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Pulmonary arterial hypertension is a progressive disorder characterized by abnormally high blood pressure (hypertension) in the pulmonary artery, the blood vessel that carries blood from the heart to the lungs. Hypertension occurs when most of the very small arteries throughout the lungs narrow in diameter, which increases the resistance to blood flow through the lungs. To overcome the increased resistance, pressure increases in the pulmonary artery and in the heart chamber that pumps blood into the pulmonary artery (the right ventricle).
Signs and symptoms of pulmonary arterial hypertension occur when increased pressure cannot fully overcome the elevated resistance and blood flow to the body is insufficient. Shortness of breath (dyspnea) during exertion and fainting spells are the most common symptoms of pulmonary arterial hypertension. People with this disorder may experience additional symptoms, particularly as the condition worsens. Other symptoms include dizziness, swelling (edema) of the ankles or legs, chest pain, and a racing pulse.
In the United States, about 1,000 new cases of pulmonary arterial hypertension are diagnosed each year. This disorder is twice as common in females as in males.
Mutations in the BMPR2 gene cause pulmonary arterial hypertension.
The BMPR2 gene plays a role in regulating the number of cells in certain tissues. Researchers suggest that a mutation in this gene promotes cell division or prevents cell death, resulting in an overgrowth of cells in small arteries throughout the lungs. As a result, these arteries narrow in diameter, which increases the resistance to blood flow. Blood pressure in the pulmonary artery and the right ventricle of the heart increases to overcome the increased resistance to blood flow.
Other genes that have not yet been identified may also cause pulmonary arterial hypertension. In people with a BMPR2 gene mutation, other genes or environmental factors may contribute to the development of this disorder.
Changes in this gene are associated with pulmonary arterial hypertension.
This condition is inherited in an autosomal dominant pattern, which means each cell has one copy of an altered BMPR2 gene. In many cases, however, people with an altered BMPR2 gene never develop symptoms of pulmonary arterial hypertension.
Inherited cases of this disorder are known as familial pulmonary arterial hypertension. As the altered gene is passed down from one generation to the next, the disorder generally begins earlier in life. This phenomenon is called anticipation.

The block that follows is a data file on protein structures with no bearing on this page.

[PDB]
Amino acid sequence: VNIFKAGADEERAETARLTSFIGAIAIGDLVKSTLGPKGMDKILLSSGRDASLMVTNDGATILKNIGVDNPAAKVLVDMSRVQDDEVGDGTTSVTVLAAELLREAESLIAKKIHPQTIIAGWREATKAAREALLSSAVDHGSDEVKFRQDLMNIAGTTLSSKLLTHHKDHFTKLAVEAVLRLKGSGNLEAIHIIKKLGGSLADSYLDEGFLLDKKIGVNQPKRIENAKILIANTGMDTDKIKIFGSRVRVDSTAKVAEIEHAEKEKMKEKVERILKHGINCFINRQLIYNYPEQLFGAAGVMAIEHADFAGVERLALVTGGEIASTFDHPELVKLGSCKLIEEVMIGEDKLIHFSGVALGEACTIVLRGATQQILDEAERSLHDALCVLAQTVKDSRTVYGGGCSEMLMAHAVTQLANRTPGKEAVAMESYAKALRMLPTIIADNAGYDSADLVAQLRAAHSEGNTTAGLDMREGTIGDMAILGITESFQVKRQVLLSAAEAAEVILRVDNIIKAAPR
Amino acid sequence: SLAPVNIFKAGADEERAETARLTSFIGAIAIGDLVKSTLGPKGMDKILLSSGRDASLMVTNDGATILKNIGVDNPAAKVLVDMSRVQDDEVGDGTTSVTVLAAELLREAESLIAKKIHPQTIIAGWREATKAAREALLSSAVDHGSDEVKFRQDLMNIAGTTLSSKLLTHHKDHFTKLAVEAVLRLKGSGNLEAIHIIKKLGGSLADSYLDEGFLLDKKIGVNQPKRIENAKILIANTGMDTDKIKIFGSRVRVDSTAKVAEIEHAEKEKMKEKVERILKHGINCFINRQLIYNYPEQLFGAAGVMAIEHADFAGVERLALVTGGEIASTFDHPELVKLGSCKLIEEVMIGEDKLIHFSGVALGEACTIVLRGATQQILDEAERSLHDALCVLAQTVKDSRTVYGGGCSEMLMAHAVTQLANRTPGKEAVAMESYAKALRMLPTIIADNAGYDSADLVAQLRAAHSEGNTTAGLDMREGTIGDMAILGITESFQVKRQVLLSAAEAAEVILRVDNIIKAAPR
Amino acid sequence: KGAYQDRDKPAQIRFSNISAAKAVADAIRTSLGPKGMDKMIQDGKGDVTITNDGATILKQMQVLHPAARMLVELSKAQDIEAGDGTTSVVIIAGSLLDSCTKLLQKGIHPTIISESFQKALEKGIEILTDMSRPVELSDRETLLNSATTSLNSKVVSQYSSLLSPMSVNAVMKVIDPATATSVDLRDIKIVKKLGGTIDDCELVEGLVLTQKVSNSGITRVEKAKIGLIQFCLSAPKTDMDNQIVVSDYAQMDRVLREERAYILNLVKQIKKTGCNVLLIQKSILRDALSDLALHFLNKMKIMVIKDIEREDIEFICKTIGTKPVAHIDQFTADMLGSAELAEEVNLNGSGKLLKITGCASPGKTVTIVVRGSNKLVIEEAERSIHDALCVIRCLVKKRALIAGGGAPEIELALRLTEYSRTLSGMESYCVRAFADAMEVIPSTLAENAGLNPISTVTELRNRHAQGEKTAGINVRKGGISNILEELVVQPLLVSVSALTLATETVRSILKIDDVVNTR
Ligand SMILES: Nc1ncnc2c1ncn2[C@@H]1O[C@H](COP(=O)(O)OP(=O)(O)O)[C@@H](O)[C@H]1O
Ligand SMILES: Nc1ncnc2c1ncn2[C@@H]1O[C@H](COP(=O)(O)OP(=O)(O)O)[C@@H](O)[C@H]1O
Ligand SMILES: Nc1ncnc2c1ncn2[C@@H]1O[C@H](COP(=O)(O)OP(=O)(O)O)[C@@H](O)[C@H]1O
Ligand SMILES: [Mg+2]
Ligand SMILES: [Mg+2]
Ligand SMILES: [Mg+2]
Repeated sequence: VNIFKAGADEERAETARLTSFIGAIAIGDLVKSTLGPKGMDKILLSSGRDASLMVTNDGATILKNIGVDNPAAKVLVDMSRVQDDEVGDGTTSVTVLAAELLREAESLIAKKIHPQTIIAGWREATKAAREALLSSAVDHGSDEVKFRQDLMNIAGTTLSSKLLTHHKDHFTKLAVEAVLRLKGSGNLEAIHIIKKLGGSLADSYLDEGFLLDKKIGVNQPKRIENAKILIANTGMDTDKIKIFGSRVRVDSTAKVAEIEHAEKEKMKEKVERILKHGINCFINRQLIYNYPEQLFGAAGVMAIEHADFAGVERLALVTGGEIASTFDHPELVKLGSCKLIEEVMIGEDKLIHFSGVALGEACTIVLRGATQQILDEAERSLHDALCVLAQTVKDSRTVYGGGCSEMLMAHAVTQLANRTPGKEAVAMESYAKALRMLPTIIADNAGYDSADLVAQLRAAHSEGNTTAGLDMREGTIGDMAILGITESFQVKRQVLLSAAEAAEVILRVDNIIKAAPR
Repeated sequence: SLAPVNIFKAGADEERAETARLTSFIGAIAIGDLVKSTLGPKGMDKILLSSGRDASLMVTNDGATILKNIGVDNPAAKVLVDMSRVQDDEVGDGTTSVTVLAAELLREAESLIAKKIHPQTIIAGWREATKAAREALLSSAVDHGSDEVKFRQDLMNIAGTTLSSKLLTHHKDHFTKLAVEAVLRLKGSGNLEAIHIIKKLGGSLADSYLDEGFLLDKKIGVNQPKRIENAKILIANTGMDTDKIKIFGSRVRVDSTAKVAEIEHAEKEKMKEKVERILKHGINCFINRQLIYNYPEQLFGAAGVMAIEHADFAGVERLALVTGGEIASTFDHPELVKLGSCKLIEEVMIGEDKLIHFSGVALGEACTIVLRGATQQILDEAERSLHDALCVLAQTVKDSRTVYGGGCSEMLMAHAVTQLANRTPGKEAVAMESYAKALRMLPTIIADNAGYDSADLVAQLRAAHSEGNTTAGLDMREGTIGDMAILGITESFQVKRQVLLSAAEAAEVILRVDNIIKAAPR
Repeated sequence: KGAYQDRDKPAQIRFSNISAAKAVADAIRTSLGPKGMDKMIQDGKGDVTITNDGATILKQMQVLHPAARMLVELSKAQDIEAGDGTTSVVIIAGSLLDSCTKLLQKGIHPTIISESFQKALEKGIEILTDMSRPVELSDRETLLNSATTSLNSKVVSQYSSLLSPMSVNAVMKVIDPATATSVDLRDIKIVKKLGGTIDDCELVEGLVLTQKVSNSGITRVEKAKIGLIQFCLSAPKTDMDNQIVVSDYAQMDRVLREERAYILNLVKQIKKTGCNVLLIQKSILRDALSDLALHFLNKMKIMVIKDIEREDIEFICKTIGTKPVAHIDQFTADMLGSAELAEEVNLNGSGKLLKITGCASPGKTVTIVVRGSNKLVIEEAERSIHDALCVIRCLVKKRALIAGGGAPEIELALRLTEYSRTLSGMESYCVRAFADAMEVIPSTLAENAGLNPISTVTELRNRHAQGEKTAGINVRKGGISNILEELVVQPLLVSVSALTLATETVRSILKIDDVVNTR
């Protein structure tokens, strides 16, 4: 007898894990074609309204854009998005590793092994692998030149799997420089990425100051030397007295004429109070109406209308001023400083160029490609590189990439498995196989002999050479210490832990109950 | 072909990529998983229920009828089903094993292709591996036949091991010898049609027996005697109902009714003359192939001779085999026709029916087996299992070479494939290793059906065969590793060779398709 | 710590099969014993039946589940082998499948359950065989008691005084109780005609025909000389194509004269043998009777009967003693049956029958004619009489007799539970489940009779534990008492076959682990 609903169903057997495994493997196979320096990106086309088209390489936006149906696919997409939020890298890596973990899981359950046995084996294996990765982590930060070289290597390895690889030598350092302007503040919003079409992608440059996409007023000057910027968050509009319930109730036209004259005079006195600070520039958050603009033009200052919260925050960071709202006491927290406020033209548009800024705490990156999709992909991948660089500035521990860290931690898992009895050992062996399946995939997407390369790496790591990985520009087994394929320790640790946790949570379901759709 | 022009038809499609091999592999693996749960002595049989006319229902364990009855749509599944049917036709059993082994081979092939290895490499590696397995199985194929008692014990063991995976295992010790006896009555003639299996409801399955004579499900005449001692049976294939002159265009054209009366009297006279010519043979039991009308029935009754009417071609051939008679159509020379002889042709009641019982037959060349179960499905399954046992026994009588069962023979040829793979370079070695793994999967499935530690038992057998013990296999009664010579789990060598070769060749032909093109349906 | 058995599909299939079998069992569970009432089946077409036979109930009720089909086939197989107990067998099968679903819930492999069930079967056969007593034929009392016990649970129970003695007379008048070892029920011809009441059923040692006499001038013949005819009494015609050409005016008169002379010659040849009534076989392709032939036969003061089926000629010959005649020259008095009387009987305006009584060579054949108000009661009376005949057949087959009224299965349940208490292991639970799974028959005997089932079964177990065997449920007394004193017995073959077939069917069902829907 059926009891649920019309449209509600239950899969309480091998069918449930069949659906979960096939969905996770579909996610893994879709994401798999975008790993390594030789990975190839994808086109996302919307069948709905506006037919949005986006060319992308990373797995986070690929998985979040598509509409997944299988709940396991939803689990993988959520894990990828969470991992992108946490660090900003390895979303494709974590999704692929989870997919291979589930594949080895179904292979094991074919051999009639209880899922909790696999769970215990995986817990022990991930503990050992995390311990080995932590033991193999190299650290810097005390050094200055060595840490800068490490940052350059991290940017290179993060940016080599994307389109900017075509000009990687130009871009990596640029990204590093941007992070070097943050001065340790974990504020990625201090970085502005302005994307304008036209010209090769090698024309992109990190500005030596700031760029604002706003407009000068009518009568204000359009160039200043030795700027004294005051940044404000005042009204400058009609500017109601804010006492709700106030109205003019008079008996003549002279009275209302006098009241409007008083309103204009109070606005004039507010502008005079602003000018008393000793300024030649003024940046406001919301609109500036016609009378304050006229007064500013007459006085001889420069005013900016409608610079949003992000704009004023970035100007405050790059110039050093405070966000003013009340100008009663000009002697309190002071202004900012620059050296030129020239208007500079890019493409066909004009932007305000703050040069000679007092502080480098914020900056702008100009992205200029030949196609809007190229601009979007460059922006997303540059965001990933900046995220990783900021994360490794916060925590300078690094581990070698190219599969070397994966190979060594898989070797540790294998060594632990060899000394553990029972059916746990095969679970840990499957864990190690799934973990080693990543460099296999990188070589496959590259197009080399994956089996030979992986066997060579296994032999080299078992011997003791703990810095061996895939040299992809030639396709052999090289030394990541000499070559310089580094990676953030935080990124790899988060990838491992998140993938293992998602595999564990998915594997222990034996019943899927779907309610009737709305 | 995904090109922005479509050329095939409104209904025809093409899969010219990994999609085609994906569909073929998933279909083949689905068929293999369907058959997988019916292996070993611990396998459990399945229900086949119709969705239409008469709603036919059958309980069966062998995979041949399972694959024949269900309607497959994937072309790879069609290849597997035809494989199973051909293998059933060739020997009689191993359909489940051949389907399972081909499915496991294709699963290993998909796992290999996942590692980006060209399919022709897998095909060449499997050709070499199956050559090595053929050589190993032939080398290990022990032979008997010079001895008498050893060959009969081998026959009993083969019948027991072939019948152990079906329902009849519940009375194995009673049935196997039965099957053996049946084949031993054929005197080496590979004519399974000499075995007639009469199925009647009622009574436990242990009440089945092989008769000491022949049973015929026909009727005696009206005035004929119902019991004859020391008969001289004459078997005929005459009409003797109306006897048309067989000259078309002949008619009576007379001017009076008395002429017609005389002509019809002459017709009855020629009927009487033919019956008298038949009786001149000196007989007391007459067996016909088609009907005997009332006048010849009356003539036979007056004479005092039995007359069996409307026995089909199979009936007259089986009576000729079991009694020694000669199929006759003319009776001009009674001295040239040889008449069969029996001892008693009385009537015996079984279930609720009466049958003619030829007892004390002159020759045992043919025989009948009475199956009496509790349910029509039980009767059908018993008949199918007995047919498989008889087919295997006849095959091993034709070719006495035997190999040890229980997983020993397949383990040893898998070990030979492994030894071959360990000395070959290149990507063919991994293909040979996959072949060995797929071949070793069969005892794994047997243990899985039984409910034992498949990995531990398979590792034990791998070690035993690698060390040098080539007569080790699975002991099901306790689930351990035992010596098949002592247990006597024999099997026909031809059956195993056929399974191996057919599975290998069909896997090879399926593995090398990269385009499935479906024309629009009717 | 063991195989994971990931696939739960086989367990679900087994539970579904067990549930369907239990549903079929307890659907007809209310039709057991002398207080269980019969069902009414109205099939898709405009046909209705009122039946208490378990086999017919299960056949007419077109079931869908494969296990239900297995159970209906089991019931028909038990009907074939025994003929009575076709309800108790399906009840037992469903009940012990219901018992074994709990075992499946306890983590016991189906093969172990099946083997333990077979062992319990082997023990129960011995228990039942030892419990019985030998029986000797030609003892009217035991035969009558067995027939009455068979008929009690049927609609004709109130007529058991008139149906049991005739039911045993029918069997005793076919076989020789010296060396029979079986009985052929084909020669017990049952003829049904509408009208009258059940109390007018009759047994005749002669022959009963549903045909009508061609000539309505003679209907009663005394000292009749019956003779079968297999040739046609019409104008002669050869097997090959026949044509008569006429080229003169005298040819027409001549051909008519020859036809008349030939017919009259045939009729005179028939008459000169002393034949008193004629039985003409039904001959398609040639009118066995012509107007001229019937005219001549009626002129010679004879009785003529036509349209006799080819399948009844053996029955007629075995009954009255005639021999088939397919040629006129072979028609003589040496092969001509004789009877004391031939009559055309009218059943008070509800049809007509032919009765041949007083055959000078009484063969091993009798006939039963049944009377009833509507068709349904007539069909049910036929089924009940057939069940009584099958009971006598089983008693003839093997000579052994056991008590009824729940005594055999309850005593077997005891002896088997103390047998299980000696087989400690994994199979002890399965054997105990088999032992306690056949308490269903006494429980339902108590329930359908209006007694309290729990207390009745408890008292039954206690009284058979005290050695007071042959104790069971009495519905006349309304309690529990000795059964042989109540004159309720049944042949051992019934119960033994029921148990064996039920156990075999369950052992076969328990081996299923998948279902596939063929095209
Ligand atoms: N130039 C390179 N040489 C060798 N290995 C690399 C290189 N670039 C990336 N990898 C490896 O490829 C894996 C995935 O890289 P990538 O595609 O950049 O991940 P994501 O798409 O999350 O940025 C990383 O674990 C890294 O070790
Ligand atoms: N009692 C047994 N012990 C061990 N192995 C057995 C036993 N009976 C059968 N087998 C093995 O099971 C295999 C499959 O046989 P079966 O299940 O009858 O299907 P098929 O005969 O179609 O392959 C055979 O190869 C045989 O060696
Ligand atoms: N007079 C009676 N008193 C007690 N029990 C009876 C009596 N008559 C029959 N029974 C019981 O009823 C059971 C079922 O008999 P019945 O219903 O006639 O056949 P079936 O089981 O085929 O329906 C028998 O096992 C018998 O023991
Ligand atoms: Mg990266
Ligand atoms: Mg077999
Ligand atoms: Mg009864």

Most cases of pulmonary arterial hypertension, however, occur in individuals with no known family history of the disorder. These cases are known as idiopathic pulmonary arterial hypertension. Some idiopathic cases are due to mutations in the BMPR2 gene, but in most cases a gene mutation has not yet been identified.
These resources address the diagnosis or management of pulmonary arterial hypertension and may include treatment providers.
You might also find information on the diagnosis or management of pulmonary arterial hypertension in Educational resources (http://ghr.nlm.nih.gov/condition/pulmonary-arterial-hypertension/show/Educational+resources) and Patient support (http://ghr.nlm.nih.gov/condition/pulmonary-arterial-hypertension/show/Patient+support).
General information about the diagnosis (http://ghr.nlm.nih.gov/handbook/consult/diagnosis) and management (http://ghr.nlm.nih.gov/handbook/consult/treatment) of genetic conditions is available in the Handbook. Read more about genetic testing (http://ghr.nlm.nih.gov/handbook/testing), particularly the difference between clinical tests and research tests (http://ghr.nlm.nih.gov/handbook/testing/researchtesting).
To locate a healthcare provider, see How can I find a genetics professional in my area? (http://ghr.nlm.nih.gov/handbook/consult/findingprofessional) in the Handbook.
You may find the following resources about pulmonary arterial hypertension helpful. These materials are written for the general public.
You may also be interested in these resources, which are designed for healthcare professionals and researchers.
For more information about naming genetic conditions, see the Genetics Home Reference Condition Naming Guidelines (http://ghr.nlm.nih.gov/ConditionNameGuide) and How are genetic conditions and genes named? (http://ghr.nlm.nih.gov/handbook/mutationsanddisorders/naming) in the Handbook.
Ask the Genetic and Rare Diseases Information Center (http://rarediseases.info.nih.gov/gard).
anticipation ; arteries ; artery ; autosomal ; autosomal dominant ; cell ; cell division ; diameter ; dyspnea ; edema ; fainting ; familial ; family history ; gene ; hypertension ; idiopathic ; inherited ; mutation ; pulmonary ; pulmonary artery ; sporadic ; syndrome ; ventricle
You may find definitions for these and many other terms in the Genetics Home Reference Glossary (http://ghr.nlm.nih.gov/glossary).
The resources on this site should not be used as a substitute for professional medical care or advice. Users seeking information about a personal genetic disease, syndrome, or condition should consult with a qualified healthcare professional. See How can I find a genetics professional in my area? (http://ghr.nlm.nih.gov/handbook/consult/findingprofessional) in the Handbook.